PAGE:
Profit and Loss or P & LI am going to base this discussion on the P & Ls of a company which makes folding metal chairs and tables. Their customer base is largely regional (hotels, schools and resorts) but they do some selling through national trade shows.  The company has three chair lines: the Basic, the Bistro (a higher end line), custom commissions, plus a small line of tables.  It’s a young company and sales are rising, but profits have plummeted.

The P & L sheet below shows three years of activity.  For each number a percentage is shown to the right. That percent is derived by dividing the number to the left by Net Sales. This is extremely useful in analyzing the report. Loan payments and depreciation have been omitted.

If you look at the Revenue lines across the three years, you will note that Net Sales almost doubled between 2010 and 2012. However (and this is more common than you might think) they have gone from a profit of almost $76,000 to a loss of over $91,000 in the same period. 

Look at the numbers below, evaluating them for information about the business.  Items below in italics are the questions I would ask the client.

REVENUE

The fast rising sales suggests that the business is a solid: there is a market for the product and they are accessing that market.  The basic line (which is much like other similar manufacturer’s product) is declining as a percentage of sales (53 to 36 percent) but still accounts for nearly half a million dollars in revenue.  The bistro line has more than doubled in three years. (What is different about this line from others in the market? What do you know about why sales in this line are rising faster than the Basic line?) 

Custom chair sales have almost tripled in dollar volume. (What is driving the sales?)

Break out your expense by product line where possible so you are able to determine which lines are most profitable and where to concentrate your efforts.  For instance, if the custom line requires substantially more resources to build and sell than other lines, you need to evaluate how profitable it is at current prices). This was not possible for this company in previous years.

EXPENSE

The Fixed Expense, although rising in dollar amounts, has declined as a percentage of sales. That’s good.

We can therefore deduce that the key issues are in the direct costs.  Direct Costs are up 15.5%  over previous year which resulted in $189,780 of lost profit (15.5% times net sales of $1,224,389). If these costs had been kept to the same percentages as 2011 the company would have had a profit of $120,789 instead of a loss of $69,990.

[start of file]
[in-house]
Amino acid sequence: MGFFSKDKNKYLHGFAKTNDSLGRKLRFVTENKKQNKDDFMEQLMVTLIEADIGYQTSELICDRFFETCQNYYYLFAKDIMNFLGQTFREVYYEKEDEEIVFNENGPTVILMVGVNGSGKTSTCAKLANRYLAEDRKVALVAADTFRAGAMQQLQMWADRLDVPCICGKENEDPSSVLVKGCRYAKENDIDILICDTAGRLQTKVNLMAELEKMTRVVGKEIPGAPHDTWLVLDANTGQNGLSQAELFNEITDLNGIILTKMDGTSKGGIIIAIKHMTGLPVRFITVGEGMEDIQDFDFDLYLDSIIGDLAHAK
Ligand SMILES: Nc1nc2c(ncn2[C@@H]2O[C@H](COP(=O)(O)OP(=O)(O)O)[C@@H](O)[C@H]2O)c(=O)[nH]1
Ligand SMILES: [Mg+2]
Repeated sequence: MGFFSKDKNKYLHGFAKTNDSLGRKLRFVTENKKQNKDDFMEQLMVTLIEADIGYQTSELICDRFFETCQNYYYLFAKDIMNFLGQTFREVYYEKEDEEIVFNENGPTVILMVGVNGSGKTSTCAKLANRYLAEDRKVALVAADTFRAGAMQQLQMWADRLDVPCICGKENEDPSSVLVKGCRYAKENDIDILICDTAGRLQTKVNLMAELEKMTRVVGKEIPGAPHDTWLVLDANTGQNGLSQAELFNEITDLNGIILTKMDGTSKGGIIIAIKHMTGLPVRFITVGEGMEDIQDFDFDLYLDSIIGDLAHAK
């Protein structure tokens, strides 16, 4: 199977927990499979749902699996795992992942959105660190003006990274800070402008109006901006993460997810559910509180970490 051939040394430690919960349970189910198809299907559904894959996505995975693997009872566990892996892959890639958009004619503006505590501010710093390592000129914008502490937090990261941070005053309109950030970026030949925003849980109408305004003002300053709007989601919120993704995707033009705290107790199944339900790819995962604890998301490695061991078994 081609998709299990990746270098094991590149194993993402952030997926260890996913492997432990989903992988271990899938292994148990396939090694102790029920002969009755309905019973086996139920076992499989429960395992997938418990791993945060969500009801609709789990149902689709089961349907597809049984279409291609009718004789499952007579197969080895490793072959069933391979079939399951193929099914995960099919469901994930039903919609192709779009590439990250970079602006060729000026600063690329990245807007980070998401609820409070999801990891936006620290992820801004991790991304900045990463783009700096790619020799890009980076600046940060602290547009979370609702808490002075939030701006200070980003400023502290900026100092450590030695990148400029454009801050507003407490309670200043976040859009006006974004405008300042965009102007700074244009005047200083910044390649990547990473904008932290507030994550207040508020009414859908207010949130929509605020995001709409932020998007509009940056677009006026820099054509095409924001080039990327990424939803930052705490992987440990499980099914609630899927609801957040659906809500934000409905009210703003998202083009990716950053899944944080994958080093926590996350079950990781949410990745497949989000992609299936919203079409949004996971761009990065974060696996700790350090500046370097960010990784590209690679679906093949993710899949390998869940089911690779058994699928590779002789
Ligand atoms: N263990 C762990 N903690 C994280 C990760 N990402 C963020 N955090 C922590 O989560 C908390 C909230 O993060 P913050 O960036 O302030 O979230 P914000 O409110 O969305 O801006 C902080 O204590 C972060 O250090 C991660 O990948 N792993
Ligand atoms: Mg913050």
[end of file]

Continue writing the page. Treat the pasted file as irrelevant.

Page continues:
Labor is up about 6% and materials are up over 8%. 

So we will focus on those two areas as they represent the largest losses.

What issues caused the labor to rise?  Are you hiring new employees, using casual labor or does this represent overtime? How can the labor costs can be managed better?

Why are materials rising as a percentage? 

Materials should decline slightly as a percentage since you should be able to take advantage of discounts for larger orders.  His key supplier had offered no discounts as volume rose and convinced the owner that his pricing was below market. 

SOLUTIONS

After lengthy discussions, much research and the involvement of key employees, the owner determined that his seasonal business would benefit by using casual labor during the high season which would, in turn, reduce overtime expense. He had rightly decided that due to the seasonal nature of the business, hiring full time employees would be too costly.  However, his overtime expense had mushroomed as the company’s high season lengthened from three months to five.  Casual, part time labor was less expensive than overtime.

The materials cost was more problematic and hinged on the owner’s relationship with his key suppliers.  He needed to acknowledge that the suppliers were not his friends and make a concerted effort to find other suppliers who valued his business.  Once other suppliers were identified he could pressure the original supplier for discounts if he chose.  If he were able to get materials cost to the 21% it had been two years earlier, he would have had $123,425 in additional gross profit.  Logically, the current materials percentage should have been below 21% as the larger business should able to command better prices.  

In a short period we were able to identify his key problems and begin looking at solutions.  The Profit and Loss Statement is a first tier diagnostic tool for your business.  

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